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Jane Gillham




  2. Phone: (610) 690-5771
  3. Maxine Frank Singer '52 Hall 210
  4. Maxine Frank Singer '52 Hall 138 & 139
  5. Office Hours: by appointment through my online calendar

Professor Gillham's research and applied interests are at the intersection of clinical psychology, developmental psychology, and education. Much of this work focuses on developing, evaluating, and disseminating school- and community-based interventions designed to promote psychological resilience and well-being in young people.

Dr. Gillham regularly collaborates with educators, counselors, and clinicians at schools and other organizations that serve youth and with researchers at many other academic institutions. Together with her collaborators, she has developed several well-being programs and curricula, including the Penn Resiliency Program and Strengths-Based Resilience. She has led several large-scale evaluations of school and community well-being programs and served as co-investigator on many other studies. Much of this work has been funded by the Institute of Education Sciences and the National Institute of Mental Health. Many of her research papers are available for free online through  Dr. Gillham serves as a scientific advisor for WorldBeing, a nonprofit organization that develops and implements well-being programs for youth around the world. She has served on the editorial boards of several academic journals, including servicing as an Associate Editor for the Journal of Positive Psychology from 2010-2020 and  on the editorial board for Psychological Bulletin for several years.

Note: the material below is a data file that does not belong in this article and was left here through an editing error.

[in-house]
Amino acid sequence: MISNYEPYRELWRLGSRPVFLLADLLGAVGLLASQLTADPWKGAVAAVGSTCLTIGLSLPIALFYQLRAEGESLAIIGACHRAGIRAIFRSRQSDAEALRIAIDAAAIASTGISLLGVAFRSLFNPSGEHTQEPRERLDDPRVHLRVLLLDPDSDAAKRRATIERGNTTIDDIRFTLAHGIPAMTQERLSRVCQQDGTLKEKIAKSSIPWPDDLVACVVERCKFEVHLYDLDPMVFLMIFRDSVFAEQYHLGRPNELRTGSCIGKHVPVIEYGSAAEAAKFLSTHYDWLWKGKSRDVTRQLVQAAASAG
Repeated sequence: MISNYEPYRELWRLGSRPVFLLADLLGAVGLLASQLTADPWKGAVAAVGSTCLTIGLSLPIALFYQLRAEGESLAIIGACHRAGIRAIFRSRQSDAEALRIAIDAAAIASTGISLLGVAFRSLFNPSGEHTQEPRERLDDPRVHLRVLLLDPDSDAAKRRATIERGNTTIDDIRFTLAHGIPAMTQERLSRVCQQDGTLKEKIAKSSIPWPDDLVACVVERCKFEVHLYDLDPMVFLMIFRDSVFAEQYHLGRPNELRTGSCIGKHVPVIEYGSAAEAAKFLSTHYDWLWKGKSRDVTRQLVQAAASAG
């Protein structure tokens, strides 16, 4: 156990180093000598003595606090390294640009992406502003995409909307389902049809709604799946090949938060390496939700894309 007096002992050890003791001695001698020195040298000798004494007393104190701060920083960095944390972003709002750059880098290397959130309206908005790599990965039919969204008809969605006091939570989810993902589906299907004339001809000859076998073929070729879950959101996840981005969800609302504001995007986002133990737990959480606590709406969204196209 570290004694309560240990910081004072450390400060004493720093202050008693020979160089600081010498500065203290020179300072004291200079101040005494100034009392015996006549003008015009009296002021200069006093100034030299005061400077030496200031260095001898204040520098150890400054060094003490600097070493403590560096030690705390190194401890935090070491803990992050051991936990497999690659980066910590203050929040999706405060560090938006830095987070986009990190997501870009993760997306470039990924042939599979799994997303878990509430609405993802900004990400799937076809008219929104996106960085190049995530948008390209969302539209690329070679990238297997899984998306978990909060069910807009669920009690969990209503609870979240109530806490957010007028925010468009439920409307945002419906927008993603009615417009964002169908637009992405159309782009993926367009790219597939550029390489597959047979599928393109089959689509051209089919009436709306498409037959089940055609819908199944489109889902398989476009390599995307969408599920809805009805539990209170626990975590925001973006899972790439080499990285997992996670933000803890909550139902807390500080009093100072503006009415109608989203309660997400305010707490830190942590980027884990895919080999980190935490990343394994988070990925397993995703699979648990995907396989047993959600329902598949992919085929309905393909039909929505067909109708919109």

At Swarthmore, Dr. Gillham teaches courses on clinical psychology and social and emotional well-being, including Psyc 018 Well-Being (which is open to all students and has no prerequisites). She directs the Resilience and Well-Being Lab and supervises students who are conducting empirical research in the lab. She also mentors students who are interested in applied work in psychology and frequently teaches the clinical field placement course (Psyc 90), one of the longest running community-based learning courses at the College.